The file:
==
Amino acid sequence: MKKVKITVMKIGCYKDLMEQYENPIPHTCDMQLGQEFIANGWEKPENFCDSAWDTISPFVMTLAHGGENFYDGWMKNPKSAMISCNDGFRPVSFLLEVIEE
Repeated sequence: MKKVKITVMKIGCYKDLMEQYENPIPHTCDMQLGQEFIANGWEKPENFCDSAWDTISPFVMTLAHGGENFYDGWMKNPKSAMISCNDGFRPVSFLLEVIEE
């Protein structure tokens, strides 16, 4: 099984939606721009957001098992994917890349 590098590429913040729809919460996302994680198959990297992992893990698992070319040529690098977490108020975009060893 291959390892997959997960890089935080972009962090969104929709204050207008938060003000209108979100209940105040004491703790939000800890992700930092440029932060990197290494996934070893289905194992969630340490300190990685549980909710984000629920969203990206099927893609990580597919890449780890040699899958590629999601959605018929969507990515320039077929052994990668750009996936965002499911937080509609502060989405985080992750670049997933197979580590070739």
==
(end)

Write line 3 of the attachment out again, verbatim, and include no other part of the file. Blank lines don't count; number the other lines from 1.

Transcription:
């Protein structure tokens, strides 16, 4: 099984939606721009957001098992994917890349 590098590429913040729809919460996302994680198959990297992992893990698992070319040529690098977490108020975009060893 291959390892997959997960890089935080972009962090969104929709204050207008938060003000209108979100209940105040004491703790939000800890992700930092440029932060990197290494996934070893289905194992969630340490300190990685549980909710984000629920969203990206099927893609990580597919890449780890040699899958590629999601959605018929969507990515320039077929052994990668750009996936965002499911937080509609502060989405985080992750670049997933197979580590070739």